Mubarak Refuses to Resign, Suleiman Tells Youth To Go Home, Crowd in Tahrir Is Upset

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Egyptian anti-government demonstrators wave their shoes as they show their anger during a speech by Egyptian President Hosni Mubarak, who failed to announce his immediate resignation.

President Hosni Mubarak told the Egyptian people on state TV that he will remain in Egypt until his death and will not step down until there are free elections in September. He announced that he had transfered some powers to the Vice President, and will amend the consititution in preparation for a repeal of the hated emergency law that allows the arrest of anyone who is in opposition to the government—but left it vague when that would take place.

Mubarak offered condolences to the families of those killed in the protests, and spoke of his experiences defending Egypt as a young man. But after it became clear he intended to remain President, his words fell on deaf ears in Tahrir Square. Before the speech was over the crowd began yelling "Leave! Leave!"  After a top general told protesters earlier in the day that "all their demands would be met" there was widespread anticipation that this would be Mubarak's resignation speech. Some protesters broke into tears of disappointment and anger when they realized it was not.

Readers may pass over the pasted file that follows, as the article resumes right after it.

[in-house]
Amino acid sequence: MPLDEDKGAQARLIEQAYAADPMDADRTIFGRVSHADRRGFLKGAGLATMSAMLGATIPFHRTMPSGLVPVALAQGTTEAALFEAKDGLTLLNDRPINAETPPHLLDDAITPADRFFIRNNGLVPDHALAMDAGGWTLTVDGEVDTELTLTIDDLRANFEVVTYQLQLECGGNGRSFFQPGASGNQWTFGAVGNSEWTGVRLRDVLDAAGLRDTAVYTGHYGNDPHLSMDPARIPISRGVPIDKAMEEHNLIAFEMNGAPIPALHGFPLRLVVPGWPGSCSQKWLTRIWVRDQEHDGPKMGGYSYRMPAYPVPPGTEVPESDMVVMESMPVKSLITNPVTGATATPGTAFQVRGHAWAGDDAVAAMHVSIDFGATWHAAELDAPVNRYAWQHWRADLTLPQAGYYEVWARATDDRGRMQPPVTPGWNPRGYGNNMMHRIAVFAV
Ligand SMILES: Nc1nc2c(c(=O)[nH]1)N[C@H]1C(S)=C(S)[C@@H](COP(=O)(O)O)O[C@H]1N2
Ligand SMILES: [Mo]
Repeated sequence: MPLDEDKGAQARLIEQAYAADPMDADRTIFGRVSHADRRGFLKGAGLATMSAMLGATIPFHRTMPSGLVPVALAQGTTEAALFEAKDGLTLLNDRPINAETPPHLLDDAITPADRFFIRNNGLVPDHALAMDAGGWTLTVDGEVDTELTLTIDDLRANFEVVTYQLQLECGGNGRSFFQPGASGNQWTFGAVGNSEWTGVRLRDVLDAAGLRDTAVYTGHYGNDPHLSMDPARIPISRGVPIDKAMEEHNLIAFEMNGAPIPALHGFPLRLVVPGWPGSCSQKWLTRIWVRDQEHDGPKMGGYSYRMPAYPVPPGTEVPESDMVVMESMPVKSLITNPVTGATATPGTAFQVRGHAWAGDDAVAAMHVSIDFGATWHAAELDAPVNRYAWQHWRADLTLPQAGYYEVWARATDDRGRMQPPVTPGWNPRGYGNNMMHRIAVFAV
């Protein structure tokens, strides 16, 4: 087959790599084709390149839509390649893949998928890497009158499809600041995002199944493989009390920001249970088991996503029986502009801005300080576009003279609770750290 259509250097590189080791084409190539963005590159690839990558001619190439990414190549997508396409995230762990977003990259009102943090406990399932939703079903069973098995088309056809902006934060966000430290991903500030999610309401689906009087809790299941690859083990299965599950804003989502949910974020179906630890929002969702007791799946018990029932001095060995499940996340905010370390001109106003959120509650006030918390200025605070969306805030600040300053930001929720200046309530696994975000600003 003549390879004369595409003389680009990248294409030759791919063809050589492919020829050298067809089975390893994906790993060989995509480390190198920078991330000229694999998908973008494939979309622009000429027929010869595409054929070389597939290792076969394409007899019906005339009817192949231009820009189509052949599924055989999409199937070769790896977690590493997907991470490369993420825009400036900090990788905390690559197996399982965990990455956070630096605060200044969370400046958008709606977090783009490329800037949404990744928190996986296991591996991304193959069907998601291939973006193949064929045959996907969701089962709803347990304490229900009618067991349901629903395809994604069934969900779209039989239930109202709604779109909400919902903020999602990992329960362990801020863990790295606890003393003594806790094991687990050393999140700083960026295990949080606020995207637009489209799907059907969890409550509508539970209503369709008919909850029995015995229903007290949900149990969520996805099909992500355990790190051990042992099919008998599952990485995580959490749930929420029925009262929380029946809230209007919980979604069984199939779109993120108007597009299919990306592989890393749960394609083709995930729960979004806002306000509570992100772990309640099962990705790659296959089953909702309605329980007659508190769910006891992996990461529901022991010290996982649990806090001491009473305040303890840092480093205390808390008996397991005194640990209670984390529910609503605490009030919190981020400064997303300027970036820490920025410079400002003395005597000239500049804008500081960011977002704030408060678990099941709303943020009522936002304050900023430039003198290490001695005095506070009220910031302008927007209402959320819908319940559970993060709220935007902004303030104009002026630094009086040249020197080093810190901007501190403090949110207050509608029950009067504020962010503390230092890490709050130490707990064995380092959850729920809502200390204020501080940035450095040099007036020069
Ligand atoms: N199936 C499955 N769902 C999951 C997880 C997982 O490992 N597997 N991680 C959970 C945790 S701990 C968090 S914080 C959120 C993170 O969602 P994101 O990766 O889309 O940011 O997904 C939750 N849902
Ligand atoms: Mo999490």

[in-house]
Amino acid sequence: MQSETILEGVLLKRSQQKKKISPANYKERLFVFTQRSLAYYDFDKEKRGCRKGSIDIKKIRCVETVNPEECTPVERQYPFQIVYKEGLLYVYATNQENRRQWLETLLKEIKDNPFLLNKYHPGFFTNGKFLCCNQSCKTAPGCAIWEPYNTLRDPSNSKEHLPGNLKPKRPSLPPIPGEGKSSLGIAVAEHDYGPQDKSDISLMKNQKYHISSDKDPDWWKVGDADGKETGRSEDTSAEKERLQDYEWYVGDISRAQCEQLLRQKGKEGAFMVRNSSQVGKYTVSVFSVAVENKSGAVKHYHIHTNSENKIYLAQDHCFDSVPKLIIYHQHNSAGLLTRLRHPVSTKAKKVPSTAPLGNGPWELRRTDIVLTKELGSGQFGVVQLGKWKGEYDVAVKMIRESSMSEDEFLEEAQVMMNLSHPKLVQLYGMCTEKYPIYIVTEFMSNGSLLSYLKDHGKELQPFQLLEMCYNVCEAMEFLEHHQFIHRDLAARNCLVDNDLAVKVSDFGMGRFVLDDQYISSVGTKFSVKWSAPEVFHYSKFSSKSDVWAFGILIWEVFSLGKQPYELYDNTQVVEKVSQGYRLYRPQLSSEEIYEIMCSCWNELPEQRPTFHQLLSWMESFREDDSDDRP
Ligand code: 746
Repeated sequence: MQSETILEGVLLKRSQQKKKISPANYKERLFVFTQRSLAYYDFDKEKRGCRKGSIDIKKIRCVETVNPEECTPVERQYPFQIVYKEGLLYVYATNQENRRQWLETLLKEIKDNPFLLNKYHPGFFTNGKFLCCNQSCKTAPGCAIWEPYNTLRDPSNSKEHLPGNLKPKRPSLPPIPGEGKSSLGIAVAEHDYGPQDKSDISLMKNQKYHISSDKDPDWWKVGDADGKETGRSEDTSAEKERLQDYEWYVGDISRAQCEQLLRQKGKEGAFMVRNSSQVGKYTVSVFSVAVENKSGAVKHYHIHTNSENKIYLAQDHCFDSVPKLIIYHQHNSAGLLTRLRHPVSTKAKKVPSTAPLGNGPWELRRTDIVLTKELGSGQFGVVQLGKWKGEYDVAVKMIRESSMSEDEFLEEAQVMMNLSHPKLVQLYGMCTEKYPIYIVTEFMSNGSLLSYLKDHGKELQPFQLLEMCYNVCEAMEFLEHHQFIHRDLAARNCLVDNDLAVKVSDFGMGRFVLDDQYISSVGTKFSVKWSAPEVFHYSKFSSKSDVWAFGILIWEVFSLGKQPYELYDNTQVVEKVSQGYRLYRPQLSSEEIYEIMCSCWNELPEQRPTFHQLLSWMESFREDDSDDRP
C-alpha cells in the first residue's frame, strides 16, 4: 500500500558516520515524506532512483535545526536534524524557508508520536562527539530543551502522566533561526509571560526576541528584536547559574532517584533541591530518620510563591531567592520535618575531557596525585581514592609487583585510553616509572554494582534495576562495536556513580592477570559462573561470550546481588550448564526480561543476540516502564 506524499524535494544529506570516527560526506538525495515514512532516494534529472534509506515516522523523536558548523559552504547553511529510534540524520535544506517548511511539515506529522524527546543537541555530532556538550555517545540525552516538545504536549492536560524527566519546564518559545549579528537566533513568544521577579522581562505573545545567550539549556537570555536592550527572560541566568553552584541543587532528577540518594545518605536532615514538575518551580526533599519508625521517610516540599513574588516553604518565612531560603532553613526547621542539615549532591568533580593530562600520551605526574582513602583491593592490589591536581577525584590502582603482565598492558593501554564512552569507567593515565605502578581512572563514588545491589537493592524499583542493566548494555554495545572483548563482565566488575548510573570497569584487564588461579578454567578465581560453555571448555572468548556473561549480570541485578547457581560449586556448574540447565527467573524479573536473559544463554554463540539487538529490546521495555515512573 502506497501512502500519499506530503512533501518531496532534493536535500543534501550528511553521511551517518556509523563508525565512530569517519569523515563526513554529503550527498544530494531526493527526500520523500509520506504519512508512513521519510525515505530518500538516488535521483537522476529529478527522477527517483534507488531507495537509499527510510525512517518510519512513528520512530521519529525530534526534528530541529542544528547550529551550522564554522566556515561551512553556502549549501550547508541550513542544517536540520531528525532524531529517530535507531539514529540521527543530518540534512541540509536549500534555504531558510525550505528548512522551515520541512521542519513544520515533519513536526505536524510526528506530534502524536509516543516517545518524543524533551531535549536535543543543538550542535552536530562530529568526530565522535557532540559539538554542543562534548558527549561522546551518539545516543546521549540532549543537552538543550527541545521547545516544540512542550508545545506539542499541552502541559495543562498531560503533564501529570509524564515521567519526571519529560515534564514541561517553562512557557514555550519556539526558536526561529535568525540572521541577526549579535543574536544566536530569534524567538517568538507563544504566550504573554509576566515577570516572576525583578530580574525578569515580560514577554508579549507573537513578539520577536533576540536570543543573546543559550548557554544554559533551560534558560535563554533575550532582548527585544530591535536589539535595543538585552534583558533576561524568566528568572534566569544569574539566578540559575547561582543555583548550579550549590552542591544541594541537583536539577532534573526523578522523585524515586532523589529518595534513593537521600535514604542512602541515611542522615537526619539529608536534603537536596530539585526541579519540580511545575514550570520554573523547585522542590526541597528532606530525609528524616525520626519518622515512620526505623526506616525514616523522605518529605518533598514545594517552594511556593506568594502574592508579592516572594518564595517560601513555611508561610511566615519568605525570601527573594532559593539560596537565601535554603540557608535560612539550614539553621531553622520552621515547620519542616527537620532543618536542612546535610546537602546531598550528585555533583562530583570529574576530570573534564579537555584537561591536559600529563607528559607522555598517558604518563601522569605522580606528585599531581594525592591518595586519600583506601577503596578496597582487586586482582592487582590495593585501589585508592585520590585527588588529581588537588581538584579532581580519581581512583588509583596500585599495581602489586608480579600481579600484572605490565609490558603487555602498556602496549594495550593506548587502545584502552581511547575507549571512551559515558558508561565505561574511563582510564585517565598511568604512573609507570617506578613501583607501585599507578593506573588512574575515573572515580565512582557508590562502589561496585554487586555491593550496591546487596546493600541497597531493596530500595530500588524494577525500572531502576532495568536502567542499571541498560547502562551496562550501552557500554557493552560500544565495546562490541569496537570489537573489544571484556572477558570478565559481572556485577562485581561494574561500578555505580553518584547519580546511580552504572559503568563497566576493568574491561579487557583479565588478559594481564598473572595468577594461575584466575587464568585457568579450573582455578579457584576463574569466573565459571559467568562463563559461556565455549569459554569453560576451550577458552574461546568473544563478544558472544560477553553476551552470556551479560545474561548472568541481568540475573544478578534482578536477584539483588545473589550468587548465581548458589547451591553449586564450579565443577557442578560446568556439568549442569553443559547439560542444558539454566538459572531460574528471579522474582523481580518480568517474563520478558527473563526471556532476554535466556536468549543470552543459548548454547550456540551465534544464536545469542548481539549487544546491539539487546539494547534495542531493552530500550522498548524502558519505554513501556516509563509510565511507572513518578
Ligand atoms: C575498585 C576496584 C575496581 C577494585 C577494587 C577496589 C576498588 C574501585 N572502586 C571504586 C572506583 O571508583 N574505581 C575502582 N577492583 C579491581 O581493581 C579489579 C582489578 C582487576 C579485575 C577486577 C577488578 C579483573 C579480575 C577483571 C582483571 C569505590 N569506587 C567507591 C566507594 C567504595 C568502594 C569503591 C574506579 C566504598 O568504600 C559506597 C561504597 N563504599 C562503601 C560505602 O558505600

Afterwards Vice President Omar Suleiman also addressed the Egyptian public, telling the youth in Tahrir Square to "go home" and "back to work." Many of the protesters are unemployed youth. Suleiman warned them against listening to the foreign media. "Do not listen to the satellite television stations, listen only to your hearts," he said.

Protesters in Tahrir Square held up shoes in contempt, shouted for Mubarak to resign immediately, and are promising to march to the presidential palace on Friday.

So far, there has been no reponse from the White House to the speech. Earlier on Thursday, President Obama said, "We want those young people, and we want all Egyptians to know, America will do all we can to support an orderly and genuine transition to democracy in Egypt."

(courtesy of msnbc)